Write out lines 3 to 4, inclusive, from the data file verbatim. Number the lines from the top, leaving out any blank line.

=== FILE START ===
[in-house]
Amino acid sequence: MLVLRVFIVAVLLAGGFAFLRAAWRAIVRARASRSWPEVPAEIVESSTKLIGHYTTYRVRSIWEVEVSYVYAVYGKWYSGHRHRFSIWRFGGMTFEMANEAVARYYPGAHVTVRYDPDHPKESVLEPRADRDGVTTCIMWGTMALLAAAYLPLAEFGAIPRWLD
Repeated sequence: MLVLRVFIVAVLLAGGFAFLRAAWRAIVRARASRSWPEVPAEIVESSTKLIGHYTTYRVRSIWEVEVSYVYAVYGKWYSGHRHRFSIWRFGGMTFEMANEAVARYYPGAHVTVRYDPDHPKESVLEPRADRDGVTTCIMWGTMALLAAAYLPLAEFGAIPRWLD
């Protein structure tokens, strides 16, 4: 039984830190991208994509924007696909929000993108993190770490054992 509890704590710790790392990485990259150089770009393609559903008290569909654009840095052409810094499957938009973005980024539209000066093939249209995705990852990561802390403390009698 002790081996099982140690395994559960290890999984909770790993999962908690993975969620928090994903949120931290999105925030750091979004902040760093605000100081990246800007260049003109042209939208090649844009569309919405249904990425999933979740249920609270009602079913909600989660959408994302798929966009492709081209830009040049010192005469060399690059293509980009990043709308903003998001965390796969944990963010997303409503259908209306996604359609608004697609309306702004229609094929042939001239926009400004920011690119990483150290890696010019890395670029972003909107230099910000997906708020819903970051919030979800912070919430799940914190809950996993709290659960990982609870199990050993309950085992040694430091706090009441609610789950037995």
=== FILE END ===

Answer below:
Repeated sequence: MLVLRVFIVAVLLAGGFAFLRAAWRAIVRARASRSWPEVPAEIVESSTKLIGHYTTYRVRSIWEVEVSYVYAVYGKWYSGHRHRFSIWRFGGMTFEMANEAVARYYPGAHVTVRYDPDHPKESVLEPRADRDGVTTCIMWGTMALLAAAYLPLAEFGAIPRWLD
């Protein structure tokens, strides 16, 4: 039984830190991208994509924007696909929000993108993190770490054992 509890704590710790790392990485990259150089770009393609559903008290569909654009840095052409810094499957938009973005980024539209000066093939249209995705990852990561802390403390009698 002790081996099982140690395994559960290890999984909770790993999962908690993975969620928090994903949120931290999105925030750091979004902040760093605000100081990246800007260049003109042209939208090649844009569309919405249904990425999933979740249920609270009602079913909600989660959408994302798929966009492709081209830009040049010192005469060399690059293509980009990043709308903003998001965390796969944990963010997303409503259908209306996604359609608004697609309306702004229609094929042939001239926009400004920011690119990483150290890696010019890395670029972003909107230099910000997906708020819903970051919030979800912070919430799940914190809950996993709290659960990982609870199990050993309950085992040694430091706090009441609610789950037995």